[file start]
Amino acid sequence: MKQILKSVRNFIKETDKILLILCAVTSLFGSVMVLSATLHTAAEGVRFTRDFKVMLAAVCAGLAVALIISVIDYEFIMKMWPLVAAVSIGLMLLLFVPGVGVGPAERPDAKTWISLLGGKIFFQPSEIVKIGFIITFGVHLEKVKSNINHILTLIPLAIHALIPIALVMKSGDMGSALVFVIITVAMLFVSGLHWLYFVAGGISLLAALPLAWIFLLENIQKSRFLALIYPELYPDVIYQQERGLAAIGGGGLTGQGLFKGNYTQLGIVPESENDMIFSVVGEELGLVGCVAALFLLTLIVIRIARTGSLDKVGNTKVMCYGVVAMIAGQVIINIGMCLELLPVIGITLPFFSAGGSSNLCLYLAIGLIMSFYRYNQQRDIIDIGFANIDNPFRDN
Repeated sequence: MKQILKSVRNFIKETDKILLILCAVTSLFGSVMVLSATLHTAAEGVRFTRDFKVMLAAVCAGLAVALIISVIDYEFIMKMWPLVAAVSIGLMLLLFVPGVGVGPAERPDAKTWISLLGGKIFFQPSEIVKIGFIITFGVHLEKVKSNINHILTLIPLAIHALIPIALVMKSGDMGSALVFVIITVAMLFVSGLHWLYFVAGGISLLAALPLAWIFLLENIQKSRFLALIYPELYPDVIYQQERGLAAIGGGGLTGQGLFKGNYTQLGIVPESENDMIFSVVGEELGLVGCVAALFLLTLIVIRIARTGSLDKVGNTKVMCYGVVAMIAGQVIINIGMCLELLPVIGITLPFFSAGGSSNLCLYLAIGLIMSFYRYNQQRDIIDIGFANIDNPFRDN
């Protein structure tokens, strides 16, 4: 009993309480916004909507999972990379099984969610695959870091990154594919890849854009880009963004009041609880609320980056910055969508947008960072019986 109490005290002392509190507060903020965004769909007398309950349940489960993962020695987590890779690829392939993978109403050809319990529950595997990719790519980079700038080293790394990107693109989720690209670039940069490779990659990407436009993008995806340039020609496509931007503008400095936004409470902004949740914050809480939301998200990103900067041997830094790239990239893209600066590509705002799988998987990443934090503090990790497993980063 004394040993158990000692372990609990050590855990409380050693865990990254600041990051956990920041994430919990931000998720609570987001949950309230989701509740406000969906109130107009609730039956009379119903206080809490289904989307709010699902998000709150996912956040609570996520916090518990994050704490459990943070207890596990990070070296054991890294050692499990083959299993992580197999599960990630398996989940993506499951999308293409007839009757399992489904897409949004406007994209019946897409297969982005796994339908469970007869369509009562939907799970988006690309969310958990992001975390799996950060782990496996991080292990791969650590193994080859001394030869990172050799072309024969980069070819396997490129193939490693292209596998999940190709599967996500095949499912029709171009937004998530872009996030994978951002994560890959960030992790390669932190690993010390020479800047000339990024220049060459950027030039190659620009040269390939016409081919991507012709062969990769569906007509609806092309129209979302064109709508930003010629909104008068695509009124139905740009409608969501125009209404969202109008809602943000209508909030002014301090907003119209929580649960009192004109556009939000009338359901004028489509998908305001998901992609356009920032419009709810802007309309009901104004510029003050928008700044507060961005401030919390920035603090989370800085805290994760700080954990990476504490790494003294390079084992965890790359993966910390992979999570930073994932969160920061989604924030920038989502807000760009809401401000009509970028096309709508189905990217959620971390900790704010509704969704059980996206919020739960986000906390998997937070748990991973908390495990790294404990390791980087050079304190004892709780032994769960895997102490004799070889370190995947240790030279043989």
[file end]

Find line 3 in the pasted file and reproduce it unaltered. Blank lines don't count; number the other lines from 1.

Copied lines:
């Protein structure tokens, strides 16, 4: 009993309480916004909507999972990379099984969610695959870091990154594919890849854009880009963004009041609880609320980056910055969508947008960072019986 109490005290002392509190507060903020965004769909007398309950349940489960993962020695987590890779690829392939993978109403050809319990529950595997990719790519980079700038080293790394990107693109989720690209670039940069490779990659990407436009993008995806340039020609496509931007503008400095936004409470902004949740914050809480939301998200990103900067041997830094790239990239893209600066590509705002799988998987990443934090503090990790497993980063 004394040993158990000692372990609990050590855990409380050693865990990254600041990051956990920041994430919990931000998720609570987001949950309230989701509740406000969906109130107009609730039956009379119903206080809490289904989307709010699902998000709150996912956040609570996520916090518990994050704490459990943070207890596990990070070296054991890294050692499990083959299993992580197999599960990630398996989940993506499951999308293409007839009757399992489904897409949004406007994209019946897409297969982005796994339908469970007869369509009562939907799970988006690309969310958990992001975390799996950060782990496996991080292990791969650590193994080859001394030869990172050799072309024969980069070819396997490129193939490693292209596998999940190709599967996500095949499912029709171009937004998530872009996030994978951002994560890959960030992790390669932190690993010390020479800047000339990024220049060459950027030039190659620009040269390939016409081919991507012709062969990769569906007509609806092309129209979302064109709508930003010629909104008068695509009124139905740009409608969501125009209404969202109008809602943000209508909030002014301090907003119209929580649960009192004109556009939000009338359901004028489509998908305001998901992609356009920032419009709810802007309309009901104004510029003050928008700044507060961005401030919390920035603090989370800085805290994760700080954990990476504490790494003294390079084992965890790359993966910390992979999570930073994932969160920061989604924030920038989502807000760009809401401000009509970028096309709508189905990217959620971390900790704010509704969704059980996206919020739960986000906390998997937070748990991973908390495990790294404990390791980087050079304190004892709780032994769960895997102490004799070889370190995947240790030279043989």